CCP: In my family, medication to treat mental illnesses is acceptable to most; but there are some who feel it is used as a band-aid to cover up the real problem. Those people, of course, have never been medicated for depression or any other related mental illness. I believe the medication can be necessary to make you stable enough to fight your battles, but the medication alone is not a “cure.”
JPG: I agree with CCP that the medication alone is not a cure. My sister seemed to think that I would get better simply by taking my antidepressant faithfully. That just was not the case. In the circles of my family and friends, the medication is acceptable. Some people do not see the benefit of therapy or support groups. It is still considered a taboo subject.
CCP: Yes, Jennifer, I have had some people say that the support group might be hurting me more than helping me, but they have no idea how much it has helped since they are not in my shoes. It also gives me the opportunity to support others going through PPD and gives me a real confidence boost! I feel that the MMC PPD support group has been the most helpful in my journey through PPD. The amount of support I get daily is amazing. I also find that being able to support my new friends through their own journey with PPD has been very healing for me. Postpartum depression has revealed so much about me to myself and those close to me.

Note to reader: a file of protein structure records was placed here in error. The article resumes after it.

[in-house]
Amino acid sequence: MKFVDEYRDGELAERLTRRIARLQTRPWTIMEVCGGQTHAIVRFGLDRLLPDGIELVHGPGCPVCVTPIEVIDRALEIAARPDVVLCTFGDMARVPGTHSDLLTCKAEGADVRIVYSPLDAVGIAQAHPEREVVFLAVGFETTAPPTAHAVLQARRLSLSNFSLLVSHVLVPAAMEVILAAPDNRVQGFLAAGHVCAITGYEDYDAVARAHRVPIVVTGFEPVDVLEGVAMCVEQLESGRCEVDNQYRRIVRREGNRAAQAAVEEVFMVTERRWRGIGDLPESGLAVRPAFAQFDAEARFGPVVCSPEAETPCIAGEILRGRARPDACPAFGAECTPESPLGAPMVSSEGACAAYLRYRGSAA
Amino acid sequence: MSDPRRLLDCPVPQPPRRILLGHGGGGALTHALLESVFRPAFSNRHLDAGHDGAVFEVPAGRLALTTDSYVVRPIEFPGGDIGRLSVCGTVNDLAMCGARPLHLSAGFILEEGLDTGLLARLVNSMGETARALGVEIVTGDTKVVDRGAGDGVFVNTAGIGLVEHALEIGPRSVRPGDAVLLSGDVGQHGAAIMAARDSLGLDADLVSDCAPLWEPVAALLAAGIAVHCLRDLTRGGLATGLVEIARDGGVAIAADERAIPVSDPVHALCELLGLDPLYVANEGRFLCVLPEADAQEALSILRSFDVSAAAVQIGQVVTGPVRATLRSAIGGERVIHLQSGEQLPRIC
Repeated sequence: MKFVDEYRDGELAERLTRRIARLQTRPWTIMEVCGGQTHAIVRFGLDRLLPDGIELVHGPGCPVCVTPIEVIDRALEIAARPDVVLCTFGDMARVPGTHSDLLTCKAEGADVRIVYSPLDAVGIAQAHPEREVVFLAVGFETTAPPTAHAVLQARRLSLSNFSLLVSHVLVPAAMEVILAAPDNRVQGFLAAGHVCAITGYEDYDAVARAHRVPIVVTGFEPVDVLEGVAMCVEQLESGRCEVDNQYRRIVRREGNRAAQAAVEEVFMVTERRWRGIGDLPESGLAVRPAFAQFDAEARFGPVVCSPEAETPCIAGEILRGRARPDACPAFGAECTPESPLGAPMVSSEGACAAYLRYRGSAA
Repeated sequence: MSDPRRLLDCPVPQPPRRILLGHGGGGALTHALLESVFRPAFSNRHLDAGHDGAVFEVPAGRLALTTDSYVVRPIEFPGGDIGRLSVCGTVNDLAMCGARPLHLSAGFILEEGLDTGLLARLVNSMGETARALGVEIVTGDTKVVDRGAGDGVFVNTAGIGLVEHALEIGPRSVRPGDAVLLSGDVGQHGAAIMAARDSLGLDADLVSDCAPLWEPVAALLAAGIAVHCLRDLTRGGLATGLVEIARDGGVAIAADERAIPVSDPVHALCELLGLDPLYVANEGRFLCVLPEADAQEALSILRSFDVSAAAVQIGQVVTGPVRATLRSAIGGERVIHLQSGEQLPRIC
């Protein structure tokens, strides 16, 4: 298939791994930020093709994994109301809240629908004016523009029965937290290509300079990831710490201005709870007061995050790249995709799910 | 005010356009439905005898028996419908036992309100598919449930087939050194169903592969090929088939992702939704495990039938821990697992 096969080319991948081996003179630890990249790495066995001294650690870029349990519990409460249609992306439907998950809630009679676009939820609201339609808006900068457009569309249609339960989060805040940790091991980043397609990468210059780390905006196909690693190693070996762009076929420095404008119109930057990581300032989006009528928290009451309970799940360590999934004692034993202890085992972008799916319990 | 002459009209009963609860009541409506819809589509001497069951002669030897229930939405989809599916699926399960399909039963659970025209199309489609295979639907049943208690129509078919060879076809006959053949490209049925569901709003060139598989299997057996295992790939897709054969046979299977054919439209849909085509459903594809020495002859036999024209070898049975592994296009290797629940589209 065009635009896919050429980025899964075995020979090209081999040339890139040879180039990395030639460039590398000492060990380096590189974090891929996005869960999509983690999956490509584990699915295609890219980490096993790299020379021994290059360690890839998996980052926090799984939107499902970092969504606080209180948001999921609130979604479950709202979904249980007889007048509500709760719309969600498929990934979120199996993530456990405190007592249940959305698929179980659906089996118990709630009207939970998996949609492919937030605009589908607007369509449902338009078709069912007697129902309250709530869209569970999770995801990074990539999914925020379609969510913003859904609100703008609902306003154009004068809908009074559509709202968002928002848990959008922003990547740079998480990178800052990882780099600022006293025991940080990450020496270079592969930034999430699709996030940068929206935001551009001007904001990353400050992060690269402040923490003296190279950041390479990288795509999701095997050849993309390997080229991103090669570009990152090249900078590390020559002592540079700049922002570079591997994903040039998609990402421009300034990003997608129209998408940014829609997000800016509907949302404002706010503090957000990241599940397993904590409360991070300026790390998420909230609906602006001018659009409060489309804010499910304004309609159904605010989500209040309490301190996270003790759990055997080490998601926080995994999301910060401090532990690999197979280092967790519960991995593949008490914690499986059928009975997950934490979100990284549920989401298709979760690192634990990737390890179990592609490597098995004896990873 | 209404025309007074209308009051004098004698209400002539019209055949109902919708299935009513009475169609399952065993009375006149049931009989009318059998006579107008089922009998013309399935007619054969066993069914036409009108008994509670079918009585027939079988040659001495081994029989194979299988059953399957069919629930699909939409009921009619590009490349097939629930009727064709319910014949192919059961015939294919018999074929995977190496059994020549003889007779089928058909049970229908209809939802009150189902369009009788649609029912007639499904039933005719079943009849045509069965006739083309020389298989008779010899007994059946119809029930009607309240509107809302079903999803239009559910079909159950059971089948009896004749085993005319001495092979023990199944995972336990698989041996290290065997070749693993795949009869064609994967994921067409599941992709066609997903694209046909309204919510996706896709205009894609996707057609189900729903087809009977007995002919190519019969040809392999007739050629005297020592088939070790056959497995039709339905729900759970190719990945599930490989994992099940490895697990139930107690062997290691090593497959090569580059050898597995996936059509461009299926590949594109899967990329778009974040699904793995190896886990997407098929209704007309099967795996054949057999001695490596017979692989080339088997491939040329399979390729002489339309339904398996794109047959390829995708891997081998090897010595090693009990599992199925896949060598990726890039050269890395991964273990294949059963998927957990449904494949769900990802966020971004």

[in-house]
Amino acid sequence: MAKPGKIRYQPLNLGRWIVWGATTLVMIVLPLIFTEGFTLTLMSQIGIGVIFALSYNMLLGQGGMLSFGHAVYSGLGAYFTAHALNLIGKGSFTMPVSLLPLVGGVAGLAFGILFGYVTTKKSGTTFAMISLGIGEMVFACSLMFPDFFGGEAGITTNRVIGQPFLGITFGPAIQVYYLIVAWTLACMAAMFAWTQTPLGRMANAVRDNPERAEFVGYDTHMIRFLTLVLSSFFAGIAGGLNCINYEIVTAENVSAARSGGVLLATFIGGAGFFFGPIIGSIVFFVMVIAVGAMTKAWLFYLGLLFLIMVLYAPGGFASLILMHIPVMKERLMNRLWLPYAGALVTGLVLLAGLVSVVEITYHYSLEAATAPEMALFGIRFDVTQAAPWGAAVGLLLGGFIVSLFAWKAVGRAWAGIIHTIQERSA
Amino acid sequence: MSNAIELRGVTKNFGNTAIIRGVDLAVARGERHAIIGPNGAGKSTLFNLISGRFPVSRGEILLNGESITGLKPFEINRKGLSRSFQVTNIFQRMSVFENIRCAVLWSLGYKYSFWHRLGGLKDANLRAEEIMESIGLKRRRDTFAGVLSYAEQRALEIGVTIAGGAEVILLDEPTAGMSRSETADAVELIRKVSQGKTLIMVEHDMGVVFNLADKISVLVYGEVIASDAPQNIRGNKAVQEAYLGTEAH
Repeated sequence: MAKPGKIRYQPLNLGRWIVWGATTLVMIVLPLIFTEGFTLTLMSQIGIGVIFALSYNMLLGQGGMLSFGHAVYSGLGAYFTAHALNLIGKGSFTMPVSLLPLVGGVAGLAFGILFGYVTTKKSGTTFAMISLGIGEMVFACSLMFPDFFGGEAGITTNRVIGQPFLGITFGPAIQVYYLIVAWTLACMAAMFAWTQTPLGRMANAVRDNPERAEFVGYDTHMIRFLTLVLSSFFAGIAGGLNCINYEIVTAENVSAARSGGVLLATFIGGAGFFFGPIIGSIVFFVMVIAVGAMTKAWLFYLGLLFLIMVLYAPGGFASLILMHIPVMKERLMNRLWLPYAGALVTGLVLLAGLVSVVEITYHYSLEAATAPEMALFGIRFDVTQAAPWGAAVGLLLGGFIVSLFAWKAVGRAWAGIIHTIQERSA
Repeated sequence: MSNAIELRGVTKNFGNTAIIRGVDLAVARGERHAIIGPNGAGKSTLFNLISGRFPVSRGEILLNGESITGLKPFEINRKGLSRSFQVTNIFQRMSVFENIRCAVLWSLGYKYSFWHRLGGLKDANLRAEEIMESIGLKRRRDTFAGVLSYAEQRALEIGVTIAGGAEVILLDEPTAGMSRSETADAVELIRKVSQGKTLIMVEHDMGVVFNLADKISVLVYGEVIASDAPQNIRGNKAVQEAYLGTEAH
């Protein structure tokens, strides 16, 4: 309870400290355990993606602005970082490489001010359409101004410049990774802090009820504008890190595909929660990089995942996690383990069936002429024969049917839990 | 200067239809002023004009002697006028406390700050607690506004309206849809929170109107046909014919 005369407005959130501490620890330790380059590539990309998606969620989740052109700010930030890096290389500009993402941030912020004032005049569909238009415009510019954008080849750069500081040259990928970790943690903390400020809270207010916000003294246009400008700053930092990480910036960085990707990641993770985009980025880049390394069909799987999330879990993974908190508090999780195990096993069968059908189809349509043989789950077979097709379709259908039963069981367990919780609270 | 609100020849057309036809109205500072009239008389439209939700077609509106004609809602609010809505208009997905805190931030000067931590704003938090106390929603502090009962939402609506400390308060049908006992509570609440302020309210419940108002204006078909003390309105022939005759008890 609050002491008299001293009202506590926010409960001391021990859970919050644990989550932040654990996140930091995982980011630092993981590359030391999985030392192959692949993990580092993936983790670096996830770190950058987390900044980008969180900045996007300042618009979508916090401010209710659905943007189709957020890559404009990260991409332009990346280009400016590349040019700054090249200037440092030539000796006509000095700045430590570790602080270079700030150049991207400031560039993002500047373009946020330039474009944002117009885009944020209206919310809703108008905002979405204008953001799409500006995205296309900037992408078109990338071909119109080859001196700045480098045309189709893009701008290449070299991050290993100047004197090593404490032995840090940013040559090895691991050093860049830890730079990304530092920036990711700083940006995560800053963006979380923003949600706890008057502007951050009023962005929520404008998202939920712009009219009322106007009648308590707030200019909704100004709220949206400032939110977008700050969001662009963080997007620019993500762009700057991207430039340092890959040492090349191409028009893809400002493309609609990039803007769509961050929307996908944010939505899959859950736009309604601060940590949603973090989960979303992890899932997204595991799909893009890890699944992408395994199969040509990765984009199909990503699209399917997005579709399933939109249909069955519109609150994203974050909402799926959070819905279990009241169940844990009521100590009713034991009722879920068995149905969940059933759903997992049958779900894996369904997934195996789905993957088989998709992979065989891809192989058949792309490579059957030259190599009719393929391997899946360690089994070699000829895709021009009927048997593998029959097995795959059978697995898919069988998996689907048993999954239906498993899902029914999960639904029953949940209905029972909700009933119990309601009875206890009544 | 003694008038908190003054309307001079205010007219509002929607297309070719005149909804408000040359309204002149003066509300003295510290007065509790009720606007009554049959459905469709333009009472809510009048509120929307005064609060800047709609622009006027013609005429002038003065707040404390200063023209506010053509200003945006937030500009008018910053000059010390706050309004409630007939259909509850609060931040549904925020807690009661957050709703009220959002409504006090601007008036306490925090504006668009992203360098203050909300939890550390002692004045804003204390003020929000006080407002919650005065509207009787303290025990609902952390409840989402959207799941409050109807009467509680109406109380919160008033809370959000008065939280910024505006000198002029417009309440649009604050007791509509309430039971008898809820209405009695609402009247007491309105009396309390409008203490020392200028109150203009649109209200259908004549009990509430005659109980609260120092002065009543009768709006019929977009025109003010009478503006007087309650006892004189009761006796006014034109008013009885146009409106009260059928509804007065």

CCP: I was not surprised that Martini was pregnant again at the end of the book. I am struggling with that decision constantly. Seeing that after all she went through she was willing to give it another try gives me hope that maybe one day I will get there too. For now I just want want to recover from PPD and then, just then, maybe I will consider doing it again.
RMM: I’ve just finished the book, and thought it was terrific and very brave for her to write.
MJ: I finished the book a few weeks ago. It was much harder to read than I expected, partly because it brought back memories, partly because it just felt like something was missing, even though she’s a talented writer and, I agree with Rebecca, very brave.